Heidi Julavits

PROFILE-September 2009
Photographs by Nathan Eldridge

Writer, editor, mother, Mainer

Discussed: Brooklin, New York, boatbuilding, fog, neighbors, The Uses of Enchantment, and getting lost.


Heidi Julavits grew up in Portland and has written three novels, The Mineral PalaceThe Effect of Living Backwards, and The Uses of Enchantment. She also edits The Believer, teaches at Columbia University in Manhattan, and writes for EsquireThe New York Times, and Men’s Journal.

During the summer, she lives and writes in Brooklin with her husband, Ben Marcus, and their two children, Delia and Solomon. This year, she finished writing her yet unnamed fourth novel. When she works in Maine, she works in a cabin on her property, just down the road from where the preeminent literary Mainers E.B. White and Katherine Sergeant White once lived and farmed. The Blue Hill Peninsula still serves as a creative haven for big-city writers, and Julavits regularly shares Sunday dinners with authors Ayelet Waldman, Michael Chabon, and Jonathan Lethem.

While the characters in her novels are sometimes unlikable, Julavits is smart, funny, and agreeable. And her slightly nervous laughter is infectious.

Maine: What are you working on now? The last I had read you had traveled to Budapest and were working on something about psychic self-defense.

Heidi Julavits: That’s what I’m still working on. When I was in Budapest, I was actually researching a short story for McSweeney’s, where all the writers were told to pick a place and write about it in 2024.

M: Does coming back to Brooklin help you focus?

HJ: I have written, I think, 130 pages in five weeks—essentially a third of my book. In New York, I build up all this creative pressure so that when I get here—because I haven’t had a chance to tap into it there or to utilize it there—it’s sort of a creative cascade. I just work like crazy. There are no interruptions. All those things that I cared about so deeply when I was in New York, or the things that would keep me up at night, I don’t care at all.

M: It seems like editing The Believer and writing nonfiction pieces might be like a fiction-detox period for you. Also, a lot of that work seems to be about Maine. 

HJ: I don’t like to travel when I get up here. I was given a story to go to Iceland. I said, “You know, I don’t want to go to Iceland.” When I’m up here, I’m up here. I’m very protective of this time. Subsequently, I have been trying to fulfill my magazine quota by trolling around here, looking for local subjects. I have a piece coming out in Men’s Journal this month about the Wooden Boat School, which is right in my town. I sat in on a beginner’s class last summer. I was sort of dumbfounded watching all these guys trying to wrap their heads around this stuff, but I only have to know enough about it to explain it in a magazine article. [Laughs.]

M: So you’re not building a boat in your backyard?

No, no. [Laughs.] But up here, it’s hard not to. A lot of people…We will say, “I wish we just had a dingy.” And they’ll say, “Well, build it.”

 You grew up here and you’re writing about Maine. Do you think people will say, “Oh, Heidi Julavits, she’s a Maine writer”?

HJ: I’ve never written about Maine in my fiction. My novels don’t take place here. No short story has ever taken place here and that’s on purpose. I love Maine, and I love writing about Maine, but only in the nonfiction context. I feel like my imagination works best for things that I don’t know that well. Obviously, there are writers who are very geographically identified. Their fiction comes from a very specific geographic place that they’re familiar with and that’s what gets them going. But for me, if I can feel like a tourist in a place, that makes me write fiction about it. Who knows? Maybe some day I’ll write a book about Maine.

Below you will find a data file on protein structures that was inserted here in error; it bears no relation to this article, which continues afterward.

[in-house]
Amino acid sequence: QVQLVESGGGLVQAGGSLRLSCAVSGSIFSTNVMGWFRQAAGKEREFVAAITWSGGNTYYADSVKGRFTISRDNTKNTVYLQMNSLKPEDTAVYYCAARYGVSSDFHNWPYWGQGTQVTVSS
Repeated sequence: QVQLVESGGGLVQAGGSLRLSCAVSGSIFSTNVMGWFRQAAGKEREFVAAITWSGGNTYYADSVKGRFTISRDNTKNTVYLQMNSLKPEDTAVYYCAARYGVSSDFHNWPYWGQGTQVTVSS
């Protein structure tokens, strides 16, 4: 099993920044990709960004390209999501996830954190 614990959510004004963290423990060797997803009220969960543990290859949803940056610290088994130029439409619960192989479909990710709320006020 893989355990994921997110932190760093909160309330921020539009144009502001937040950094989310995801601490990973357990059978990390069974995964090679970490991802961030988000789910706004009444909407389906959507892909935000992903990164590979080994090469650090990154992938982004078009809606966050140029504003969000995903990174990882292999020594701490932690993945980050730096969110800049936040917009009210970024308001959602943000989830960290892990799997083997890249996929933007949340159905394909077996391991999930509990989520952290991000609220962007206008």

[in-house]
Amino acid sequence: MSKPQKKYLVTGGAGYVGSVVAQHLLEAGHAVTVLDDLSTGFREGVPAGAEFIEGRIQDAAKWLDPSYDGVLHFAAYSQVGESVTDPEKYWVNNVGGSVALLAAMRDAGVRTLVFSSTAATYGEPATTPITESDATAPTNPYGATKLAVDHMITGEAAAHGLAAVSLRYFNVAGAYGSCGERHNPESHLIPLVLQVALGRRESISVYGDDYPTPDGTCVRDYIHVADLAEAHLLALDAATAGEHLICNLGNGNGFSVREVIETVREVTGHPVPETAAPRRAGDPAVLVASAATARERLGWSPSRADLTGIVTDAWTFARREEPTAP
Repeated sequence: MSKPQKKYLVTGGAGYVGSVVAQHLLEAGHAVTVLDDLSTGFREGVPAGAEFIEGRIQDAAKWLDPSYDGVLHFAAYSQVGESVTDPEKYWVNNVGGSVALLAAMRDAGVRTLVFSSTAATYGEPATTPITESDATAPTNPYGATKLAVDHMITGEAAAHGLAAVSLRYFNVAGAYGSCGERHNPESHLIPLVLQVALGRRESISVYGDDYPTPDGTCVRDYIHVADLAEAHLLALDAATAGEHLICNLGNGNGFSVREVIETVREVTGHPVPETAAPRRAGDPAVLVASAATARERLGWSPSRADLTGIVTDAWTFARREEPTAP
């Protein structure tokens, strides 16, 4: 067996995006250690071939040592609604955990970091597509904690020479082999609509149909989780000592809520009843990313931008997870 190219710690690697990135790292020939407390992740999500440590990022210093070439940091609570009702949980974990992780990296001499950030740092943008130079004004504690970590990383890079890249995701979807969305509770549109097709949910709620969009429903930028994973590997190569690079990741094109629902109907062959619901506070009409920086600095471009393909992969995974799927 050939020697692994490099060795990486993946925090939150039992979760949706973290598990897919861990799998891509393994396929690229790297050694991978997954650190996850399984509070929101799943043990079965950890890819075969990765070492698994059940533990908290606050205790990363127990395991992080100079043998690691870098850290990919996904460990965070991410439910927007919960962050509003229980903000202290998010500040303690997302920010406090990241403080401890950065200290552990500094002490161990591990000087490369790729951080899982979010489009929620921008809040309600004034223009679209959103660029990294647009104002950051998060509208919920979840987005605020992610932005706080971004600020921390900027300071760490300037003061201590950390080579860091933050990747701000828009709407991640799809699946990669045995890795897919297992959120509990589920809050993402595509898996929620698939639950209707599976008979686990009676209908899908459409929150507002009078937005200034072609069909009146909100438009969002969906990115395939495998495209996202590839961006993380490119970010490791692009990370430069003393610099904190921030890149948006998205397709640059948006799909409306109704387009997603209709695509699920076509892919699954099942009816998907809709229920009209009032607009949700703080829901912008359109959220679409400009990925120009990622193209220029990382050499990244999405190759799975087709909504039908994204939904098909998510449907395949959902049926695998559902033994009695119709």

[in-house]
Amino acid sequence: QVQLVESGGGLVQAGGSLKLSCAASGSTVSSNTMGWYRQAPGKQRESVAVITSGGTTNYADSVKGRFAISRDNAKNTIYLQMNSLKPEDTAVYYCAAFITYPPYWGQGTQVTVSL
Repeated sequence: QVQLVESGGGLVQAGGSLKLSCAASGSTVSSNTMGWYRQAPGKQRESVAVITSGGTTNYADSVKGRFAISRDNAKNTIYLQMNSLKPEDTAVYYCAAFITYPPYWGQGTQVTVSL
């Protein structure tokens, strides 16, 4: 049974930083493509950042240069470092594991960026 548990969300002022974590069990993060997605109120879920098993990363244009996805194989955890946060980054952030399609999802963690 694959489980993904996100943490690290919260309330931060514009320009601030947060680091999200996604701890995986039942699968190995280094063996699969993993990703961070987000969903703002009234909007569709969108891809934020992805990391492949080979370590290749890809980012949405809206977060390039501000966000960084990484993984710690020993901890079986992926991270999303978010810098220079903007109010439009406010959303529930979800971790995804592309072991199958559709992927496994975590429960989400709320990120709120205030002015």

M: The essay [“Maine”] that you wrote for State By State: A Panoramic Portrait of America describes the state of Maine as a place where people eat lobster like bologna, drink coffee brandy, and stand around in the rain with their cats. Do you get a lot of fan mail or response
to that?

HJ: I haven’t. When my husband and I are up here, we tend to not really be writers. That’s what we do all day long, but we don’t really go around broadcasting our writer status. We don’t really talk about what we’re working on. Not because we’re secretive, but because it’s really boring. My neighbor, for example, features prominently in my Maine essay, and I’ve never told him I wrote about him. Maybe he saw it, maybe he didn’t. I have no idea.

M: Your last book used the title of Bruno Bettelheim’s book 
[The Uses of Enchantment], which is about interpreting fairy tales. What stories do you tell your kids?

HJ: We obviously have the whole Robert McCloskey series in our house. We also live quite near to Buck’s Harbor, which is where One Morning in Maine takes place. Otherwise, I get to tell a lot of stories from my own Maine childhood to my kids. Lots of near-death sailing experiences, stuff like that. Or, when they get kind of crabby on some long stretch of fog, we’ll imagine: “Imagine if it was just the four of us, stuck in the fog for ten days on a 30-foot boat. Now, doesn’t it seem better that we’re just stuck in the fog in a house for ten days?” [Laughs.] I’ve also been making a children’s/young adult literature collection based on all the books you can find at yard sales around here—Madeleine L’Engle books and Lost on a Mountain in Maine. There’s nothing better than that story, you know, where a little kid gets
lost in the woods.

M: So, do you feel like you’re getting lost in Maine?

HJ: I do. And it’s a good kind of lost. The best kind of lost.


– Edited and transcribed by Peter A. Smith

Share The Inspiration